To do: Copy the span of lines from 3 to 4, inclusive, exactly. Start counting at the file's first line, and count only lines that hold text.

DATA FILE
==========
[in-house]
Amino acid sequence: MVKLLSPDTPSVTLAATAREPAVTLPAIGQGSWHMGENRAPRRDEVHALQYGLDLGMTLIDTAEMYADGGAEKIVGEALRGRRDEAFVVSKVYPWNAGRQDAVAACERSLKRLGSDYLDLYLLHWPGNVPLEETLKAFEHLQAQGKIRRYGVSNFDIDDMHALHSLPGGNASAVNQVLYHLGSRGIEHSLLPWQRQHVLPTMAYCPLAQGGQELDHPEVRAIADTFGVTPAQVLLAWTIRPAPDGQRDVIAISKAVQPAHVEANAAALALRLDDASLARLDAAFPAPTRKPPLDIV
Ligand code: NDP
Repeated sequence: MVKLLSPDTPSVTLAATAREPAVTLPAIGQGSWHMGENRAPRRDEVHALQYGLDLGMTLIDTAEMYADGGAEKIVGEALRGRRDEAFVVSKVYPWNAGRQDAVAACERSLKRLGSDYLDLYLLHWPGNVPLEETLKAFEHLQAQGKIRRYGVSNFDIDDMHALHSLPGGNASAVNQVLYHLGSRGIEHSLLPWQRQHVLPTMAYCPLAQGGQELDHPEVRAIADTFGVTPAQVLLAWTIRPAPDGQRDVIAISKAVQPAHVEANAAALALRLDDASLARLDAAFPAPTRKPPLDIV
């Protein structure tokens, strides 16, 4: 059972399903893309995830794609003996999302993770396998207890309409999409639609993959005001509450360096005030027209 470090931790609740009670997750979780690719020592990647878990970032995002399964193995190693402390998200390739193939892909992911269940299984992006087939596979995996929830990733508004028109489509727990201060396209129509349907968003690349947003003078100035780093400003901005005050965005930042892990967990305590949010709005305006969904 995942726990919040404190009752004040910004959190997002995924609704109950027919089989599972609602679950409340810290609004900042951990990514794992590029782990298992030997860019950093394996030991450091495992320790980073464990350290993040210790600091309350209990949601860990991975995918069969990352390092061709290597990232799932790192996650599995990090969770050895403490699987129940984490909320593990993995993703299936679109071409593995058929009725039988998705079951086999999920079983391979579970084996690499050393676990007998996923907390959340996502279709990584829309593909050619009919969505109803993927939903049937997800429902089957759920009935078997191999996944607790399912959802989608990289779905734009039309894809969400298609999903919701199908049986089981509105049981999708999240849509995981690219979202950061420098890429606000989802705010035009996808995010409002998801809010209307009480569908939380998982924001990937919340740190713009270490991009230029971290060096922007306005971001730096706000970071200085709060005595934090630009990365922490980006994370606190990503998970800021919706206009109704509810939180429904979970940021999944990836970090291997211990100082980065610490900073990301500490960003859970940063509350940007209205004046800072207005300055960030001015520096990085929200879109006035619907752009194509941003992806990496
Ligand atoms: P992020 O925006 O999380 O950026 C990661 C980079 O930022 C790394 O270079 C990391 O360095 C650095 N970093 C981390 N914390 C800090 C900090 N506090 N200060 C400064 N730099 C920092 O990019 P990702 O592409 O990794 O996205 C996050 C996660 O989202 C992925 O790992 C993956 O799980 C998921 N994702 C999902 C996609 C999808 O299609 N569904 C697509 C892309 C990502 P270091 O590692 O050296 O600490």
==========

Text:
Ligand code: NDP
Repeated sequence: MVKLLSPDTPSVTLAATAREPAVTLPAIGQGSWHMGENRAPRRDEVHALQYGLDLGMTLIDTAEMYADGGAEKIVGEALRGRRDEAFVVSKVYPWNAGRQDAVAACERSLKRLGSDYLDLYLLHWPGNVPLEETLKAFEHLQAQGKIRRYGVSNFDIDDMHALHSLPGGNASAVNQVLYHLGSRGIEHSLLPWQRQHVLPTMAYCPLAQGGQELDHPEVRAIADTFGVTPAQVLLAWTIRPAPDGQRDVIAISKAVQPAHVEANAAALALRLDDASLARLDAAFPAPTRKPPLDIV